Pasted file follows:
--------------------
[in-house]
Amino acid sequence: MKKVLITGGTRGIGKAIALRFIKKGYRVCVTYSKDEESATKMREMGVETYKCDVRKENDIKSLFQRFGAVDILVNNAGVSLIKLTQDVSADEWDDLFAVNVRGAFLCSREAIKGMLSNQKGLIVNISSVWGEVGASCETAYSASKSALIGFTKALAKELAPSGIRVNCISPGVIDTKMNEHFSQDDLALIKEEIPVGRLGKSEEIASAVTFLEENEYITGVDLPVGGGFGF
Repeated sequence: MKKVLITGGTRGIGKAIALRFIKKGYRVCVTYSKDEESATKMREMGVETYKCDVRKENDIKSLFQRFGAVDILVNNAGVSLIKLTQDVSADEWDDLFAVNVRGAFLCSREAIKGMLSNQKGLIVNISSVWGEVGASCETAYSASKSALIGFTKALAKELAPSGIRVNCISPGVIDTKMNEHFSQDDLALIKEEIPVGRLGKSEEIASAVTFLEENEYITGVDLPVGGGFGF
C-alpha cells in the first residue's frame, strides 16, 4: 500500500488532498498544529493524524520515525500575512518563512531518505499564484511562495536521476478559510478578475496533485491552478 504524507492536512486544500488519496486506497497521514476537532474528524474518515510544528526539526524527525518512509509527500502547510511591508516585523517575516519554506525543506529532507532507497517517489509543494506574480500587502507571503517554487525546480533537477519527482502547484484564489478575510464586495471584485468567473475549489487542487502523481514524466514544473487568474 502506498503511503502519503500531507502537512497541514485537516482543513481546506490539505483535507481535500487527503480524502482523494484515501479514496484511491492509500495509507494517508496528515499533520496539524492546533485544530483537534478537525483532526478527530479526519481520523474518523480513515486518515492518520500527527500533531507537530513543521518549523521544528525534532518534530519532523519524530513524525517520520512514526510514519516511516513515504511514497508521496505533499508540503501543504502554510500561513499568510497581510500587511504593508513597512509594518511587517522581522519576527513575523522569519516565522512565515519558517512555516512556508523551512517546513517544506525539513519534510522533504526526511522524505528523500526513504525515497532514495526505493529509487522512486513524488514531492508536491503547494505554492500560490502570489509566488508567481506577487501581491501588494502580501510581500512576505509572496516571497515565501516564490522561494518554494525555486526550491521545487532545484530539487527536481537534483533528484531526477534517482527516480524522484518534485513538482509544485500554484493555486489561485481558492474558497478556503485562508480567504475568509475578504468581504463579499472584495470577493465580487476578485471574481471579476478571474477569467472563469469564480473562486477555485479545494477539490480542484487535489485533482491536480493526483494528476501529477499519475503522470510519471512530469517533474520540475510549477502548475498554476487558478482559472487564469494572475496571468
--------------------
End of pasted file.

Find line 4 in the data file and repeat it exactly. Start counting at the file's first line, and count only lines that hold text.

C-alpha cells in the first residue's frame, strides 16, 4: 500500500488532498498544529493524524520515525500575512518563512531518505499564484511562495536521476478559510478578475496533485491552478 504524507492536512486544500488519496486506497497521514476537532474528524474518515510544528526539526524527525518512509509527500502547510511591508516585523517575516519554506525543506529532507532507497517517489509543494506574480500587502507571503517554487525546480533537477519527482502547484484564489478575510464586495471584485468567473475549489487542487502523481514524466514544473487568474 502506498503511503502519503500531507502537512497541514485537516482543513481546506490539505483535507481535500487527503480524502482523494484515501479514496484511491492509500495509507494517508496528515499533520496539524492546533485544530483537534478537525483532526478527530479526519481520523474518523480513515486518515492518520500527527500533531507537530513543521518549523521544528525534532518534530519532523519524530513524525517520520512514526510514519516511516513515504511514497508521496505533499508540503501543504502554510500561513499568510497581510500587511504593508513597512509594518511587517522581522519576527513575523522569519516565522512565515519558517512555516512556508523551512517546513517544506525539513519534510522533504526526511522524505528523500526513504525515497532514495526505493529509487522512486513524488514531492508536491503547494505554492500560490502570489509566488508567481506577487501581491501588494502580501510581500512576505509572496516571497515565501516564490522561494518554494525555486526550491521545487532545484530539487527536481537534483533528484531526477534517482527516480524522484518534485513538482509544485500554484493555486489561485481558492474558497478556503485562508480567504475568509475578504468581504463579499472584495470577493465580487476578485471574481471579476478571474477569467472563469469564480473562486477555485479545494477539490480542484487535489485533482491536480493526483494528476501529477499519475503522470510519471512530469517533474520540475510549477502548475498554476487558478482559472487564469494572475496571468